Consignee is when it’s about informal entry and Ultimate Consignee is when it’s about formal entry? I see some warehousing or storage service providers completely refuse to act as Ultimate Consignee for most companies but have their own they work with and allow to use their EIN for clearance.

      I have question about small item which is made of plastic and comes with contact with bottle’s drink. Are such items subject to OGAs which in this case FDA? If I order a number of these with customs value of under $200, will these be subject to formal entry? What if I order $400 of these in customs value? In this case will shipment convert to formal entry and air courier who delivered it will not be able to provide formal entry service for release of goods?


    5. Boris C. at 7:33 pm

      Nice post Fredrik.

      * In documents that importers will need before importing I think there’s customs bond missing. * Your link to learn more about customs assists is pointing to an invalid address.

      I have a few questions:

      1. Do I need to grant POW my broker when doing only formal entry or this also applies to informal entry?

      2. It is mentioned that a bond is required for all imports for Import Security Filings (ISF) and entries, yet informal entries can be done without customs bond. Does that mean informal entries do not need Import Security Filings (which by the way costs too)?

      3. For air shipping it is mentioned that non-US based importer will need customs bond but it is not addressed whether this is applicable to formal entry only or even informal entry. Until now when you wrote about US based importers, I learned that customs bond is only needed for formal entry.

      4. How do first time non-US based importers who don’t have yet importer registration number file for this document when shipping by air? Is this something importer must plan accordingly to coincide with manufacturer’s lead time to avoid delays? Must I ask air courier company to obtain importer registration number before manufacturer arranges freight through his air courier account?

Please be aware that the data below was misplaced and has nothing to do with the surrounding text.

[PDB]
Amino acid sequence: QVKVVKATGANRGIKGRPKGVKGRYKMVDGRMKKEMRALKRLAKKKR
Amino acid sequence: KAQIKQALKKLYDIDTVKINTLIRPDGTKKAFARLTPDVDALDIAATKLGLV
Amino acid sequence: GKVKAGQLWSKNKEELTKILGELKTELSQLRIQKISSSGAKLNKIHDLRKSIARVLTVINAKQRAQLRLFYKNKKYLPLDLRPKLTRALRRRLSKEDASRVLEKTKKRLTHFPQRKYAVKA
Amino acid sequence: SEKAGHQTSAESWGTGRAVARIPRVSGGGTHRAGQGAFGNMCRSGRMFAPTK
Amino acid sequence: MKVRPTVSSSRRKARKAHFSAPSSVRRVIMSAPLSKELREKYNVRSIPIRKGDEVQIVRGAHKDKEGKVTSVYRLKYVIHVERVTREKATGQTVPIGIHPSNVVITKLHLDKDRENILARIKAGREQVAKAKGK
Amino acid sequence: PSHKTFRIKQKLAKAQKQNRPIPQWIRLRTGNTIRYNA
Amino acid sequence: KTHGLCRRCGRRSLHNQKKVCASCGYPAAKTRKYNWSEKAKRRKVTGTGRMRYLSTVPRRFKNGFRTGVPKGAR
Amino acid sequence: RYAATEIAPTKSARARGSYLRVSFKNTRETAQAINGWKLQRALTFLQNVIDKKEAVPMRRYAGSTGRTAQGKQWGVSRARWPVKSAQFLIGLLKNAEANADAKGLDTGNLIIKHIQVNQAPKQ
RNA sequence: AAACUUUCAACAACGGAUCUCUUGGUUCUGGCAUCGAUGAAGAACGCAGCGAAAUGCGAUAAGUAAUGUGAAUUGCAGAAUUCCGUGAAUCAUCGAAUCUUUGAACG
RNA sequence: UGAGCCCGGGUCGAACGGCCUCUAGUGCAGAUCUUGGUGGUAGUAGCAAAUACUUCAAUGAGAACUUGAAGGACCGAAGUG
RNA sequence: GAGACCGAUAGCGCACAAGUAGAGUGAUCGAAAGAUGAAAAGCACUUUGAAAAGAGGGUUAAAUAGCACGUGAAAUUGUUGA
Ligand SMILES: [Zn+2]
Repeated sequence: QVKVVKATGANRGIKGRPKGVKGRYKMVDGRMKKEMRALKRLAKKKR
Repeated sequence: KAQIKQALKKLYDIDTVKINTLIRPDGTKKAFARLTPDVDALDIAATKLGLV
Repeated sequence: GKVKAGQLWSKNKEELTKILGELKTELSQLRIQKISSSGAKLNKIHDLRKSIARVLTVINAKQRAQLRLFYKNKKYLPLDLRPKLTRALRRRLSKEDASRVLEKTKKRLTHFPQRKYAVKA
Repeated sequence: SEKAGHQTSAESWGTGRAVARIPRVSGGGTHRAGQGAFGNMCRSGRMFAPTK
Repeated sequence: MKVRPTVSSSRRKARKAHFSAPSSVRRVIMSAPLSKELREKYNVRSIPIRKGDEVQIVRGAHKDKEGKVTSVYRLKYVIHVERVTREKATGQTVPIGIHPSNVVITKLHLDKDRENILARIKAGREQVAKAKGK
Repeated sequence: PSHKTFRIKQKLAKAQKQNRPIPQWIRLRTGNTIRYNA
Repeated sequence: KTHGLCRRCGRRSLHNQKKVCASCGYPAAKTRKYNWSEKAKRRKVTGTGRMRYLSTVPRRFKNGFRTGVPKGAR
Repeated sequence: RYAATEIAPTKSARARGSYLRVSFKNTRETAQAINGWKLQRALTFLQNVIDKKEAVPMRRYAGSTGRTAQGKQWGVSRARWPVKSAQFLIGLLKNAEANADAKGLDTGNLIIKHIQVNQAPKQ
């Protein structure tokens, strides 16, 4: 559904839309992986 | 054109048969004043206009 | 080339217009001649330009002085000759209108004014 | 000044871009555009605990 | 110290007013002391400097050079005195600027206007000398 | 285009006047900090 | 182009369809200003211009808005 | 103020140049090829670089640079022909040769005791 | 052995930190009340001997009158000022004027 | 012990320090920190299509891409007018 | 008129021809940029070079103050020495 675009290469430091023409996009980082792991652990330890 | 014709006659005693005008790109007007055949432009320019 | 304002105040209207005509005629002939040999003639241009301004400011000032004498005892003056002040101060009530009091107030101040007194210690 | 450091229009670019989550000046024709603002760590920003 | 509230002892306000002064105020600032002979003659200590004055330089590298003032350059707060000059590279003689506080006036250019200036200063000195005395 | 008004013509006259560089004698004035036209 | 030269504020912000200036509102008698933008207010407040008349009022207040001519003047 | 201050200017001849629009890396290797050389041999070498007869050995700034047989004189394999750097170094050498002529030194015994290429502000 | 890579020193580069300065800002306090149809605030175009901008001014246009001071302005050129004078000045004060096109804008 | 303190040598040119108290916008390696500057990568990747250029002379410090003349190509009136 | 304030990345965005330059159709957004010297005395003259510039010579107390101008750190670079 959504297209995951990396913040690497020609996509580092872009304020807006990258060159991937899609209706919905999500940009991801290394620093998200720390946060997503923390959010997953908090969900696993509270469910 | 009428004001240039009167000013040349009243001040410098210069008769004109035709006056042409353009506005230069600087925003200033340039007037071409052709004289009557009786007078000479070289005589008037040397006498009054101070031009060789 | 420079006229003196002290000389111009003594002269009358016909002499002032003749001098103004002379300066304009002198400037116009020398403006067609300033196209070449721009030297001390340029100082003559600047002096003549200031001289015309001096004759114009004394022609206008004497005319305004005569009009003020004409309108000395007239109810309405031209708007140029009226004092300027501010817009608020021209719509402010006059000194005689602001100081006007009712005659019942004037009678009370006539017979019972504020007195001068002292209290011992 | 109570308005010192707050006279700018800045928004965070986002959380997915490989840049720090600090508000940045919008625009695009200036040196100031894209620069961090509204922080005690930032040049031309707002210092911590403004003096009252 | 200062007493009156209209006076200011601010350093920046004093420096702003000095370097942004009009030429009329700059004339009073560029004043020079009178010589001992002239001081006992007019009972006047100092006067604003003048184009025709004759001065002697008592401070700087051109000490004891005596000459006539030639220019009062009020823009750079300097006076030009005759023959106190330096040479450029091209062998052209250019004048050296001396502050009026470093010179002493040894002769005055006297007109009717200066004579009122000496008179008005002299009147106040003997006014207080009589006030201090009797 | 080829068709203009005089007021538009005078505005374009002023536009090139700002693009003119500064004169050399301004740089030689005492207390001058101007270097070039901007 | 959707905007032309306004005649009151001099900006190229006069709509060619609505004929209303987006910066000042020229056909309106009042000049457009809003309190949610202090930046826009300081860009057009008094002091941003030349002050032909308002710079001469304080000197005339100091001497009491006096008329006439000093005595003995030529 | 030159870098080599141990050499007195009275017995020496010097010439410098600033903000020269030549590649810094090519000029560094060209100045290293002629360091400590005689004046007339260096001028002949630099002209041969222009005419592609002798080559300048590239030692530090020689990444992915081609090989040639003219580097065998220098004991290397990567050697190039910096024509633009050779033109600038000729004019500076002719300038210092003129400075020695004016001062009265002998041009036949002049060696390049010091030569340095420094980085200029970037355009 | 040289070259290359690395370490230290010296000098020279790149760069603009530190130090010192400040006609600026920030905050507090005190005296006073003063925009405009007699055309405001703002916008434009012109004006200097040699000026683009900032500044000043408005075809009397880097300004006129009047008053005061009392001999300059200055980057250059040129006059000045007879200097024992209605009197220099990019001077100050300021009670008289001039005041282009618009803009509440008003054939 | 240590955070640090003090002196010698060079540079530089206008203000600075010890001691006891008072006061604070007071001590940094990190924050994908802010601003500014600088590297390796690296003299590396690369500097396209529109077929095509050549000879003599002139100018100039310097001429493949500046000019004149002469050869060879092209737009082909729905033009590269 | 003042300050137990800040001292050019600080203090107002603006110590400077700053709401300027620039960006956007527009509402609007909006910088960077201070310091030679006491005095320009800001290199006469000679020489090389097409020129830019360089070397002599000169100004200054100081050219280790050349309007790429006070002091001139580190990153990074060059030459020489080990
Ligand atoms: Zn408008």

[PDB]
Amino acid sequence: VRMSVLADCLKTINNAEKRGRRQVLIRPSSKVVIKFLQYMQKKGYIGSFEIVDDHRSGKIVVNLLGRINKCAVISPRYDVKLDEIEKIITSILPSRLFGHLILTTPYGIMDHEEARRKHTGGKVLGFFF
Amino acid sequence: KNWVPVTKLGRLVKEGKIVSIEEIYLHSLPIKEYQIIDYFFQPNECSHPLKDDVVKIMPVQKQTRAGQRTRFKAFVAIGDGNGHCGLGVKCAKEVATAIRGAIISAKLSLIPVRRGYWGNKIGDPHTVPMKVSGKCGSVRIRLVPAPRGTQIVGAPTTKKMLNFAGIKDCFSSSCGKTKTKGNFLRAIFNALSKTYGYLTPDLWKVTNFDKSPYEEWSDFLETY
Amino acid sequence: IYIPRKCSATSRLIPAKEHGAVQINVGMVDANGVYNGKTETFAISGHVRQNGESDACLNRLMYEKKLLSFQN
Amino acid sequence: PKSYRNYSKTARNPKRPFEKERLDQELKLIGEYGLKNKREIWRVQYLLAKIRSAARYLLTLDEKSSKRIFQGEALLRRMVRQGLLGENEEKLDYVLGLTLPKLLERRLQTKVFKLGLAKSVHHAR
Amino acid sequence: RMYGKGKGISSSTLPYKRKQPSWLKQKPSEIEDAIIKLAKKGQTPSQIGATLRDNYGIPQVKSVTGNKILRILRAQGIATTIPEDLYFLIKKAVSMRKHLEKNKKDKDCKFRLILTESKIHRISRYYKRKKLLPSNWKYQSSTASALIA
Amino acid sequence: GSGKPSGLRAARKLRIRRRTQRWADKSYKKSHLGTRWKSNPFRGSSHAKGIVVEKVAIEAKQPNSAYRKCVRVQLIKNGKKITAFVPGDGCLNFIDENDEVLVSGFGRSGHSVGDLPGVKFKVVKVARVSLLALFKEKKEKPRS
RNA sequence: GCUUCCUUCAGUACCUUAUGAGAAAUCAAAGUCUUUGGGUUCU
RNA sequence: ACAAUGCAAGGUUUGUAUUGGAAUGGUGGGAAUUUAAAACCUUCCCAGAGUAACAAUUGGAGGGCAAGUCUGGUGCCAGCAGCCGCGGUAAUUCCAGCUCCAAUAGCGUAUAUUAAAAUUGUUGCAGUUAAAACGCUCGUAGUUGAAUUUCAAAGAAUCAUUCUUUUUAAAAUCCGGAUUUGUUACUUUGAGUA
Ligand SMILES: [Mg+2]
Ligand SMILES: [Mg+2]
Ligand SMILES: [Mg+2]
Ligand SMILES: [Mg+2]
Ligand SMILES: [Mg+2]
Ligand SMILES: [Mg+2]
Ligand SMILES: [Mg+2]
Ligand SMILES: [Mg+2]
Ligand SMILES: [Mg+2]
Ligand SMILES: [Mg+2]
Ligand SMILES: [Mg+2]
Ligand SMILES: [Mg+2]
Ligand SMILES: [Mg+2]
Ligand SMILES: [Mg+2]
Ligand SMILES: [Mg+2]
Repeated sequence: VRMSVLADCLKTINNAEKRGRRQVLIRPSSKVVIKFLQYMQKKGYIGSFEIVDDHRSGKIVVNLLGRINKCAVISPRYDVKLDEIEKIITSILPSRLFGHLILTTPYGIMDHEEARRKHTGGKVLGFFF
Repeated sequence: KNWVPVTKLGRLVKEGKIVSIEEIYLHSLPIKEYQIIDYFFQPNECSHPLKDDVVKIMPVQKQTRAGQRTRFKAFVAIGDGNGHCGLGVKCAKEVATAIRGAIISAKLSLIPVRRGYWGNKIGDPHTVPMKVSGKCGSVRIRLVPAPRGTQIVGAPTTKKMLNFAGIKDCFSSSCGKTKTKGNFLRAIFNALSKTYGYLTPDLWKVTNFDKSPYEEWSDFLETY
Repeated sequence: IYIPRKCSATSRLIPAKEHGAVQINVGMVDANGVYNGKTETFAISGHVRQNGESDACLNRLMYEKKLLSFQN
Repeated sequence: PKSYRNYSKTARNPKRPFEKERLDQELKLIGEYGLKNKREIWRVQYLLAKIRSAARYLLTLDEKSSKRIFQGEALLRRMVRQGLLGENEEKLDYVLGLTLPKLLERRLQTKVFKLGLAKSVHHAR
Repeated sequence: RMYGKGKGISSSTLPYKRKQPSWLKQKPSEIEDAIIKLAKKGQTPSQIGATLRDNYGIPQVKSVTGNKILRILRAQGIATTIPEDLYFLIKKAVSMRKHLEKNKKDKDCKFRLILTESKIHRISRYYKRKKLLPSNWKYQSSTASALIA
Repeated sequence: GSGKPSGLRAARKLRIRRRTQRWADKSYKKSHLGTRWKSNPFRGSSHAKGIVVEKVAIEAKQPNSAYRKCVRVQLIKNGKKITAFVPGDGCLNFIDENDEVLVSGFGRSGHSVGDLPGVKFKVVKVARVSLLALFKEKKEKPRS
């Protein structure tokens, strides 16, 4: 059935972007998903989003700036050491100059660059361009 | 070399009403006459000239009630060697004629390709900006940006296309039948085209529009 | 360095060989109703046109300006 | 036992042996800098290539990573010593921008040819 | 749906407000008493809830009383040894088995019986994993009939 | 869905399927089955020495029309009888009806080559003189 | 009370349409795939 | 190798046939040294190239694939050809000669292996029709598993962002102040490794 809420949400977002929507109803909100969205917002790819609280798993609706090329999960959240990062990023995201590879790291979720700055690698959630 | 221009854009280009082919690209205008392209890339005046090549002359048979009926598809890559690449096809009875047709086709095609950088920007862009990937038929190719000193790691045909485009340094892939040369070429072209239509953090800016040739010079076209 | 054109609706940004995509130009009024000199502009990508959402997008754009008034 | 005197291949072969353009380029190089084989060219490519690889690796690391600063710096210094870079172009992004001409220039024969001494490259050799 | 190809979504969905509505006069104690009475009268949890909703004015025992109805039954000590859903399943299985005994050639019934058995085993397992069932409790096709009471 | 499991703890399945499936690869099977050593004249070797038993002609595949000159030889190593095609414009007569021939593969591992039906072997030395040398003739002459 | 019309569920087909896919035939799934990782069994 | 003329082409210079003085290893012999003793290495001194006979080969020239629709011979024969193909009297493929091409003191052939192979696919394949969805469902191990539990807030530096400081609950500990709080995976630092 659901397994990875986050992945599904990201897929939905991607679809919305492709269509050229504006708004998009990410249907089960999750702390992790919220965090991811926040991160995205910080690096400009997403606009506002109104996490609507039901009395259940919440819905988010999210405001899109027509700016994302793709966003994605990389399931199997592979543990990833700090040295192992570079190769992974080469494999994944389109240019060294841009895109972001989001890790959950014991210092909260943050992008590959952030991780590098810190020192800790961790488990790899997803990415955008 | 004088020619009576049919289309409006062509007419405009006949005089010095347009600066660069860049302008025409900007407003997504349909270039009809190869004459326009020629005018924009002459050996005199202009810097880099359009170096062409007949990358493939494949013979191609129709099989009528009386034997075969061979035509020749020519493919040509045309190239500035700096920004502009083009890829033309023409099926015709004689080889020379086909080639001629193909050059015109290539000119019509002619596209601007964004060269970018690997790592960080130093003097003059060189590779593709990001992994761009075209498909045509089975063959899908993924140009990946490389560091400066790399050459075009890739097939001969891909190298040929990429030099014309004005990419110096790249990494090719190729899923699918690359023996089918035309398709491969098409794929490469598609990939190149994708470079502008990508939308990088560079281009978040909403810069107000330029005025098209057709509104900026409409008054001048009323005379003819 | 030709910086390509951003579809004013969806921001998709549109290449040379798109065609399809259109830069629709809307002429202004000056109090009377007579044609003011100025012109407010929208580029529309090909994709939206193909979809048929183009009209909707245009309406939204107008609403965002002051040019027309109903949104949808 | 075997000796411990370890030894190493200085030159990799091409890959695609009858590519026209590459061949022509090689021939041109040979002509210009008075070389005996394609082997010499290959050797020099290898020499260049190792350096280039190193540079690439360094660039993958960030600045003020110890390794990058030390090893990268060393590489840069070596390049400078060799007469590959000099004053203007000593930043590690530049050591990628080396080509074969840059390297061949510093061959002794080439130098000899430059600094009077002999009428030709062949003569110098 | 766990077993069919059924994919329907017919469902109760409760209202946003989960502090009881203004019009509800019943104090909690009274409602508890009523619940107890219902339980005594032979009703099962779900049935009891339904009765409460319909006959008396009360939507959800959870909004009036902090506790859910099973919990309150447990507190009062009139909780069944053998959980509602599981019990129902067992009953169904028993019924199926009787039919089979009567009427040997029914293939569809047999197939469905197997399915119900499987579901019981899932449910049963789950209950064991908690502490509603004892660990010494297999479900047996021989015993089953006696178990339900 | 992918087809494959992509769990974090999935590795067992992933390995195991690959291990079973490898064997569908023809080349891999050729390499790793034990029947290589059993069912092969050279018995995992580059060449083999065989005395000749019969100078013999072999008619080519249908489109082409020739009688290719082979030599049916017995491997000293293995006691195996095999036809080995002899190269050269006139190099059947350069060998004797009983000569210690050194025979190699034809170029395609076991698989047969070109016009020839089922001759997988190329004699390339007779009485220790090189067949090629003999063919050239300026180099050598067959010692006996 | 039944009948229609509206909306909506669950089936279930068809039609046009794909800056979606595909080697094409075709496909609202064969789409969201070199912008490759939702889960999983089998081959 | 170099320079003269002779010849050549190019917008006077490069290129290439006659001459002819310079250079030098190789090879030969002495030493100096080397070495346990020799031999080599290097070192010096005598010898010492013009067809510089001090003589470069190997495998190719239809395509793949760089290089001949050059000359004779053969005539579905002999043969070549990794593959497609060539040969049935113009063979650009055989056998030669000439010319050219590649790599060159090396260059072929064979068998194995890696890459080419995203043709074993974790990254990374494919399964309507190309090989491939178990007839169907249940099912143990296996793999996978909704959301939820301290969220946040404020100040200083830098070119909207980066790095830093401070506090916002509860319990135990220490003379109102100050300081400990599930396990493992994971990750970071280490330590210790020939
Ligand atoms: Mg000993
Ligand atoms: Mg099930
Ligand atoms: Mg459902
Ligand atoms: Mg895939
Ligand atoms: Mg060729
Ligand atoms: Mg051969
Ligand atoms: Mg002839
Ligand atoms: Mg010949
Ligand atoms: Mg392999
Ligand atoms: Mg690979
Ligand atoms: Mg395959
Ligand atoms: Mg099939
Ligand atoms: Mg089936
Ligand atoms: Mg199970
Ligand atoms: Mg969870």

1. Jillian at 9:56 pm

        Hi Boris,

        I’m from Flexport, the post’s contributor. We’re a full-service importing concierge that uses a centralized online dashboard for shipment tracking and updates.

        Regarding your questions:

        1. If you are planning on using a broker for a shipment under $2,500 in value (i.e. a shipment that CAN be cleared under an informal entry), you will still need a POA. The POA allows any broker to act on your behalf, regardless of your shipment type or value.

        2. Yes, there is a type of ISF for low-value imports (that can be cleared informally). You’re right, there is a fee, but some brokers (such as Flexport) include all ISF bond fees with the costs of Customs clearance.

        3. Non-US based importers don’t need the Customs bond for informal entries, but they will still need the Customs Assigned Number and a U.S. based entity to be the consignee.

        4. Non-US based importers can get the Customs Assigned Number through a broker regardless of whether the shipment is moving by air or ocean. It is definitely something that needs to be factored in prior to a shipment’s departure. A manufacturer can arrange freight without the importer number, but you would need the number to clear U.S. Customs, and if there are any problems with obtaining the number, then the shipment will most likely be stopped at Customs and delayed until the issue is resolved.

        Hope this is helpful! Let me know if you have any questions!